During my first year as a "Teacher for America" in Baltimore, there were rare moments when I didn’t leave my trailer-turned-classroom thinking: this is the single most miserable experience of my life. Sadly, this realization rarely had anything to do with the actual teaching process. In fact, it rarely had anything to do with my own students. Which led me to the disheartening conclusion that I should seriously consider quitting my job… but MS is expensive and I needed the health insurance.
Sometime in March, I literally stumbled out of my portable classroom and began the short, though laborious, hike to the main building. Actually, there was nothing laborious about the hike except for my inability to successfully navigate (or dodge) the swarm of crazed first graders who were outside for recess. There must have been some type of magnetic field surrounding my body, because no matter how hard I attempted to project irritation, I still had to pluck at least six grubby children from my legs before reaching the sacred door that symbolized my hour of freedom. This particular day was no exception.
A small blonde haired child with dark brown roots, whose head was far too large for his body, attached himself to my (slightly too short) navy skirt: “Excuse me. Excuse me, are you a teacher?” He sounded like a high-pitched alien when he spoke.
And suddenly he had several friends with him. The one who spoke next still had saved the majority of his lunch on his face for later: “Yeah! Are you a real teacher?”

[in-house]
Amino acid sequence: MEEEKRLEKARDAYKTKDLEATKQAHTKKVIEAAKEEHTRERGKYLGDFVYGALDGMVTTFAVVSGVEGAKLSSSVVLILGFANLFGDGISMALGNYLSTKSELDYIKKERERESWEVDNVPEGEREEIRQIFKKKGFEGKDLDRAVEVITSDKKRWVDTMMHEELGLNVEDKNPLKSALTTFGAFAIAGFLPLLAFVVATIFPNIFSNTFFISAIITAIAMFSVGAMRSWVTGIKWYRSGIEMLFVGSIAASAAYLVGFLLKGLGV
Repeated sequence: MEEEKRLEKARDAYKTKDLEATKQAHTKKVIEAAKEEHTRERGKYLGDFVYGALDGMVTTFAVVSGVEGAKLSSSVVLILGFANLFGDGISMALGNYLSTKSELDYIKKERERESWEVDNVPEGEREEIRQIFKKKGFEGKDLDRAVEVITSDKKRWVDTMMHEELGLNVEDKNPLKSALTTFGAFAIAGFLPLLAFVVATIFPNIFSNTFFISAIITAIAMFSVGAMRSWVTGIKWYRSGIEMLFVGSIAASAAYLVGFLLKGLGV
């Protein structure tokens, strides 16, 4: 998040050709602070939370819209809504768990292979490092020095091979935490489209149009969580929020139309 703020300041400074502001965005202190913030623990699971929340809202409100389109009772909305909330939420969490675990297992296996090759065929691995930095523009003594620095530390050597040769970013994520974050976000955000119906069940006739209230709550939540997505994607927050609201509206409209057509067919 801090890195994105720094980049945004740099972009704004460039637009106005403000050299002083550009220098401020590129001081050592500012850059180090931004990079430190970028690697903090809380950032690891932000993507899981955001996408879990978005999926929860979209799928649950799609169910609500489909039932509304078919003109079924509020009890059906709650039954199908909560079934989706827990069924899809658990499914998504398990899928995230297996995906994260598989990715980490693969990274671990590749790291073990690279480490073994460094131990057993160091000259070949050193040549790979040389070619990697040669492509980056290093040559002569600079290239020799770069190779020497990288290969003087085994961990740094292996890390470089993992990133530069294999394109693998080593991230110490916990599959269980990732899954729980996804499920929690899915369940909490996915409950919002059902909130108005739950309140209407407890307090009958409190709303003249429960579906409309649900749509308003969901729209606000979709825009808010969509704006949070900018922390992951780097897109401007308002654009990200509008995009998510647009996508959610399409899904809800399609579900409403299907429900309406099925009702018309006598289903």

This made me laugh (amidst thoughts of: why is your lunch still on your face? Please don’t touch me), and then I replied, “Of course I’m a real teacher, silly, what else would I be?”
Suddenly another child appeared, he was very chubby. He might have stored his lunch in his cheeks: “You fell over once, though.”
And his high-pitched friends all echoed his point: “Yeah, yeah! We saw you!”
The saddest thing about my resultant thought process was that I couldn’t isolate which time they were referring to. Suddenly I took them very seriously. I thought at first that they doubted my status as a “real” teacher because of my short skirt, or maybe because they'd heard the previous racket that resonated from my classroom. And, coupled with the fact that one of my eighth grade students was recently escorted from my classroom by the school disciplinarian for wielding a lit match during my class, I honestly had to hesitate before affirming my own status as a “real” teacher. That they thought I wasn't real because I fell over, though? That was absurd.
I squatted down to first grade eye-level: “You mean in the computer room the other day?”
Four pairs of big eyes nodded in unison.
“Well why can’t teachers fall over every once in a while? Don’t you fall over sometimes?”
Their heads continued to nod (this might have been a result of ADD, not agreement). And the big-headed child, with two-toned hair stepped forward:
“Well, were you okay? Are you hurt?”
And this question instantly dissipated my concern for their collective absurdity. Because amidst the atmosphere of general hostility and complete self-involved ignorance which characterized many of my experiences at that school, there was a moment of genuine compassion.